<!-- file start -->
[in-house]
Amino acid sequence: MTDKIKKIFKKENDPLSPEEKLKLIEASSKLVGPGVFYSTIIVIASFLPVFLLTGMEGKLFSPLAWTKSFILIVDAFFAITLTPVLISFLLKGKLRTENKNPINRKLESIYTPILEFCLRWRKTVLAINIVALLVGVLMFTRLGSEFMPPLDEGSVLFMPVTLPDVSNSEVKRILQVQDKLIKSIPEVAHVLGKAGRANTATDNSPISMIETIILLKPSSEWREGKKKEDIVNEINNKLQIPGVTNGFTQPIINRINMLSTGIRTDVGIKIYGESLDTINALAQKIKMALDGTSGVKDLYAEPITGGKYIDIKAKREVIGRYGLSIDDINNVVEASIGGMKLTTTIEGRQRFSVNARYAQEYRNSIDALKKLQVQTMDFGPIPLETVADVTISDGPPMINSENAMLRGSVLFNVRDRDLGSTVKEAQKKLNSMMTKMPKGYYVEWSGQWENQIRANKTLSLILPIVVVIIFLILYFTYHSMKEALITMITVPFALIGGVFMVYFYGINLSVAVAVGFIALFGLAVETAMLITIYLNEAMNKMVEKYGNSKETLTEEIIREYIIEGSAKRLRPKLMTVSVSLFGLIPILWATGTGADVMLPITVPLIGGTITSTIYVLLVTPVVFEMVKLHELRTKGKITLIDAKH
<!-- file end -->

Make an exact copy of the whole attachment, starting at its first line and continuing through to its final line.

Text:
[in-house]
Amino acid sequence: MTDKIKKIFKKENDPLSPEEKLKLIEASSKLVGPGVFYSTIIVIASFLPVFLLTGMEGKLFSPLAWTKSFILIVDAFFAITLTPVLISFLLKGKLRTENKNPINRKLESIYTPILEFCLRWRKTVLAINIVALLVGVLMFTRLGSEFMPPLDEGSVLFMPVTLPDVSNSEVKRILQVQDKLIKSIPEVAHVLGKAGRANTATDNSPISMIETIILLKPSSEWREGKKKEDIVNEINNKLQIPGVTNGFTQPIINRINMLSTGIRTDVGIKIYGESLDTINALAQKIKMALDGTSGVKDLYAEPITGGKYIDIKAKREVIGRYGLSIDDINNVVEASIGGMKLTTTIEGRQRFSVNARYAQEYRNSIDALKKLQVQTMDFGPIPLETVADVTISDGPPMINSENAMLRGSVLFNVRDRDLGSTVKEAQKKLNSMMTKMPKGYYVEWSGQWENQIRANKTLSLILPIVVVIIFLILYFTYHSMKEALITMITVPFALIGGVFMVYFYGINLSVAVAVGFIALFGLAVETAMLITIYLNEAMNKMVEKYGNSKETLTEEIIREYIIEGSAKRLRPKLMTVSVSLFGLIPILWATGTGADVMLPITVPLIGGTITSTIYVLLVTPVVFEMVKLHELRTKGKITLIDAKH